The bottom line is that buyers are doing themselves a disservice if they do not do some simple arithmetic before spending thousands of dollars to “save” money that may – or may not – actually result in money savings. Even if buyers do the economic analysis, there will still probably be many folks who decide that gas prices are going nowhere but up, and who are tired of the steady drip-drip of money for fuel coming from their wallets, so they take a financial hit to get out of the guzzler and into something more “politically correct.”

COPYRIGHT Autosavant.net – All Rights Reserved

Author: Chris Haak

Chris is Autosavant's Managing Editor. He has a lifelong love of everything automotive, having grown up as the son of a car dealer. A married father of two sons, Chris is also in the process of indoctrinating them into the world of cars and trucks.

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6 Comments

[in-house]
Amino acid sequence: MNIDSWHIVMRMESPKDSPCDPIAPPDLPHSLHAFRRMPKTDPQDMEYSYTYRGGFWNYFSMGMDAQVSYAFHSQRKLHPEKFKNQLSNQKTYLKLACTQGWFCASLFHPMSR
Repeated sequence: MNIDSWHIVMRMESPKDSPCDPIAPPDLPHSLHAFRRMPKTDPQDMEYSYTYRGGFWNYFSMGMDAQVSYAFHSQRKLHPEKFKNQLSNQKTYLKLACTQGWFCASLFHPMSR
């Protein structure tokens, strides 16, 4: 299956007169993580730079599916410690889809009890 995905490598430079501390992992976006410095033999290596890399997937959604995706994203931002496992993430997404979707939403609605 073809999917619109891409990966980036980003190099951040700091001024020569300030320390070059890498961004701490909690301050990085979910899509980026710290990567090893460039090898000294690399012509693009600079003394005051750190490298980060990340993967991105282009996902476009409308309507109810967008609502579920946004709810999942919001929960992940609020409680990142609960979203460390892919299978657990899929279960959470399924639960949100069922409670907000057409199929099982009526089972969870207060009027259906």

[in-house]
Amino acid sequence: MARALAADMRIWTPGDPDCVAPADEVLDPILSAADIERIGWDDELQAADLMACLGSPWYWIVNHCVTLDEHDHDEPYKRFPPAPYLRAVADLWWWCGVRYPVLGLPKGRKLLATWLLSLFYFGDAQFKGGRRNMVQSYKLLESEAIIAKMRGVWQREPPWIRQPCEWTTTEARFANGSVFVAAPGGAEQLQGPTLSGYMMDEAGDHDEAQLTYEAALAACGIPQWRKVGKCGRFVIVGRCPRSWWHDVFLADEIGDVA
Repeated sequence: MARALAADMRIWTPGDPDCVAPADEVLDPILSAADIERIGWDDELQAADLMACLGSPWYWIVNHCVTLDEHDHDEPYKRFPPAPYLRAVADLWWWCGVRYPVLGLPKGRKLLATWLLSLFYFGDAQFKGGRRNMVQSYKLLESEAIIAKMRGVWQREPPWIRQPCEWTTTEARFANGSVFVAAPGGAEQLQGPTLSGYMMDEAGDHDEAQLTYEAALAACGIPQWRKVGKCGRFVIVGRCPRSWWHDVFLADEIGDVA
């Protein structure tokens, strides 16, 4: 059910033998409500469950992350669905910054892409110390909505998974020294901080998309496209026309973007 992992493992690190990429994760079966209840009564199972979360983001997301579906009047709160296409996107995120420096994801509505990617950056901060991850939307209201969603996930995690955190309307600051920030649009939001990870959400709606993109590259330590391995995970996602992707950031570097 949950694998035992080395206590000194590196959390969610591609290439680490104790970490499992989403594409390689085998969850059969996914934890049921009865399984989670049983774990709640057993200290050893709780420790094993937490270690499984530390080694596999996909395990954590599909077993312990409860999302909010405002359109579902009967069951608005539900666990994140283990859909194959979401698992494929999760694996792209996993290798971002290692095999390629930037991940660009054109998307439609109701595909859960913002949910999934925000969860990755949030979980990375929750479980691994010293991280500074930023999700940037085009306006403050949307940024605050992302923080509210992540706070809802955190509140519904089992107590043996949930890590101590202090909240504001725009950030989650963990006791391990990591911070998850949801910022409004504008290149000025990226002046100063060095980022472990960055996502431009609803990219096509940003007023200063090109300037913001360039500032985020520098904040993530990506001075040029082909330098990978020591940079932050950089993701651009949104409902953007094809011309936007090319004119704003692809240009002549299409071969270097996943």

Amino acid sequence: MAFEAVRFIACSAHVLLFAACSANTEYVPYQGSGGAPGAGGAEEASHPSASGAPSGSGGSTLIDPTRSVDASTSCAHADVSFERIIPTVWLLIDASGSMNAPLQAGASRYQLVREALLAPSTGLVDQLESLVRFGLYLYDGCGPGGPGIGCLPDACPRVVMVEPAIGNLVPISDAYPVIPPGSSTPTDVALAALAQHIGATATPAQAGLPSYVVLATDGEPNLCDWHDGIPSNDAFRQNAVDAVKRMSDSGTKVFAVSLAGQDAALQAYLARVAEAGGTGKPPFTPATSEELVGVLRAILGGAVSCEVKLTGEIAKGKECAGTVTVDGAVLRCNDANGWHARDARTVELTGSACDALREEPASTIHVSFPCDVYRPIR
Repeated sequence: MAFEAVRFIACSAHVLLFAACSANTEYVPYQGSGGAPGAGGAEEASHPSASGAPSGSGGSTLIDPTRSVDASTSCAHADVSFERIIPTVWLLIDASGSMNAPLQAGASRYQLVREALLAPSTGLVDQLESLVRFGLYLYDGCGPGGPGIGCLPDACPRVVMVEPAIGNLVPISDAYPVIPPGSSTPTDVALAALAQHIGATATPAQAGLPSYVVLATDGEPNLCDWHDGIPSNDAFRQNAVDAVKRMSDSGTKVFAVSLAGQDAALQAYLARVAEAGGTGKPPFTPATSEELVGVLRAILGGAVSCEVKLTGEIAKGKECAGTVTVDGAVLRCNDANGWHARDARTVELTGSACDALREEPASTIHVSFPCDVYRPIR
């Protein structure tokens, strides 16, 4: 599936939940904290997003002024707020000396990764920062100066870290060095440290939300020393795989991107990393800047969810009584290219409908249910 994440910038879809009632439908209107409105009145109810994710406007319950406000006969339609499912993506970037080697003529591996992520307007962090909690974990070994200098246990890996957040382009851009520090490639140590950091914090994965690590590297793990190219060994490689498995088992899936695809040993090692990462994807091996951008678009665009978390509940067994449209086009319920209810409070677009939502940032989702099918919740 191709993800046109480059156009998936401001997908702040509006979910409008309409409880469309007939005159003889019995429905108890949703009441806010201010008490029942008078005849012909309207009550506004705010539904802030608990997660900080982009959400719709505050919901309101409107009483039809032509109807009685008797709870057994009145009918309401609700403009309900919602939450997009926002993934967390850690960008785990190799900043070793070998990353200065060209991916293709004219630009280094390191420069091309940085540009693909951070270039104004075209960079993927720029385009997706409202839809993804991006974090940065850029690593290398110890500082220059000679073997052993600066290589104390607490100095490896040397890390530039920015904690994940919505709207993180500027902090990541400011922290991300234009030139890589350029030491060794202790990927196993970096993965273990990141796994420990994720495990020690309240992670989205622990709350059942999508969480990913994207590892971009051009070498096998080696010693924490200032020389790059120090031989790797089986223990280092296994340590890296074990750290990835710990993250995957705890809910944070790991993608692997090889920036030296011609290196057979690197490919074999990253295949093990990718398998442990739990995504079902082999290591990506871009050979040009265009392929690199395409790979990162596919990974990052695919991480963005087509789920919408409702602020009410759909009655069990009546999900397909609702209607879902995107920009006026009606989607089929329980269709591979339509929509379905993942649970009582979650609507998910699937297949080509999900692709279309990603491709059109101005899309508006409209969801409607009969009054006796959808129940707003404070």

1. I have a lease so none of this matters. The lessor is going to take in in the shorts on the SUV that I’m turning in in two months because the residual they projected on the thing three years ago has collapsed. Not my problem on a lease.

    I am going to lease the most fuel-efficient car I can without sacrificing too many luxury items. It’s got to get at least 30 mpg on the highway. It might be the smallest car I’ll have ever driven regularly.

  2. I think this illustrates the case that you very much have to put your money where your mouth is if you plan to do the “green” thing.

    As always, lip-service is not an approved method of payment.

  3. What if you keep a car for as long as seven years? And then gas costs 7 bucks a gallon seven years from now in 2015? Not that far-fetched, I think. The numbers change a lot in terms of whether it’s worth it.

  4. I have no idea what the difference is in terms of insurance, but it must be different for a $50,000 SUV compared to a Ford Focus, 4-cylinder Chevrolet Malibu, Honda Fit, Toyota Matrix, that cost $20,000 or less, etc. I imagine the annual difference is substantial.

  5. All of the comments have been correct…a lease will certainly change the math. As long as you’re not paying a large penalty to get out of your lease (or it’s ended), then by all means jump into something more frugal.